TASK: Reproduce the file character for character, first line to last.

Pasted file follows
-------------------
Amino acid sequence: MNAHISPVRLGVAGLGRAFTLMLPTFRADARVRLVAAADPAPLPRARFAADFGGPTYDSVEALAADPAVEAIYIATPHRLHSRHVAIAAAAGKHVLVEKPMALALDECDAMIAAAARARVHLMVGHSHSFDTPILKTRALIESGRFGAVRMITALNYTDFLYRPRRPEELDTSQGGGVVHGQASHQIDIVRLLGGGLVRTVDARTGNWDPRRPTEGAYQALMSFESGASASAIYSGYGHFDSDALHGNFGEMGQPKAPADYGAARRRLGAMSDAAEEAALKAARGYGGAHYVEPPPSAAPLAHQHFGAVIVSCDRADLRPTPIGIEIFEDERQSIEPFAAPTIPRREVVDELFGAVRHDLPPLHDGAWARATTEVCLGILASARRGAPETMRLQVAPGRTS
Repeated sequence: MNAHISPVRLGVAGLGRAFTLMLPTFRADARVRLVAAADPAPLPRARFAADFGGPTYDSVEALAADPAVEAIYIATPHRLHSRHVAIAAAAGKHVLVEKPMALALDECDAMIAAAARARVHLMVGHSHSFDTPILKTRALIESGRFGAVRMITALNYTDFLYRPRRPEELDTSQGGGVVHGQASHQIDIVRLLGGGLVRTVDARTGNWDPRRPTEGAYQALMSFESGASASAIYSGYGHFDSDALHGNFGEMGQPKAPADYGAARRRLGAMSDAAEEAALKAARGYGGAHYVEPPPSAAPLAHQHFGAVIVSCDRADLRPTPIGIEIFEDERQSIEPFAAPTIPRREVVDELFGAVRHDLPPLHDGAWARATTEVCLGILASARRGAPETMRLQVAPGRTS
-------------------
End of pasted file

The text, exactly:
Amino acid sequence: MNAHISPVRLGVAGLGRAFTLMLPTFRADARVRLVAAADPAPLPRARFAADFGGPTYDSVEALAADPAVEAIYIATPHRLHSRHVAIAAAAGKHVLVEKPMALALDECDAMIAAAARARVHLMVGHSHSFDTPILKTRALIESGRFGAVRMITALNYTDFLYRPRRPEELDTSQGGGVVHGQASHQIDIVRLLGGGLVRTVDARTGNWDPRRPTEGAYQALMSFESGASASAIYSGYGHFDSDALHGNFGEMGQPKAPADYGAARRRLGAMSDAAEEAALKAARGYGGAHYVEPPPSAAPLAHQHFGAVIVSCDRADLRPTPIGIEIFEDERQSIEPFAAPTIPRREVVDELFGAVRHDLPPLHDGAWARATTEVCLGILASARRGAPETMRLQVAPGRTS
Repeated sequence: MNAHISPVRLGVAGLGRAFTLMLPTFRADARVRLVAAADPAPLPRARFAADFGGPTYDSVEALAADPAVEAIYIATPHRLHSRHVAIAAAAGKHVLVEKPMALALDECDAMIAAAARARVHLMVGHSHSFDTPILKTRALIESGRFGAVRMITALNYTDFLYRPRRPEELDTSQGGGVVHGQASHQIDIVRLLGGGLVRTVDARTGNWDPRRPTEGAYQALMSFESGASASAIYSGYGHFDSDALHGNFGEMGQPKAPADYGAARRRLGAMSDAAEEAALKAARGYGGAHYVEPPPSAAPLAHQHFGAVIVSCDRADLRPTPIGIEIFEDERQSIEPFAAPTIPRREVVDELFGAVRHDLPPLHDGAWARATTEVCLGILASARRGAPETMRLQVAPGRTS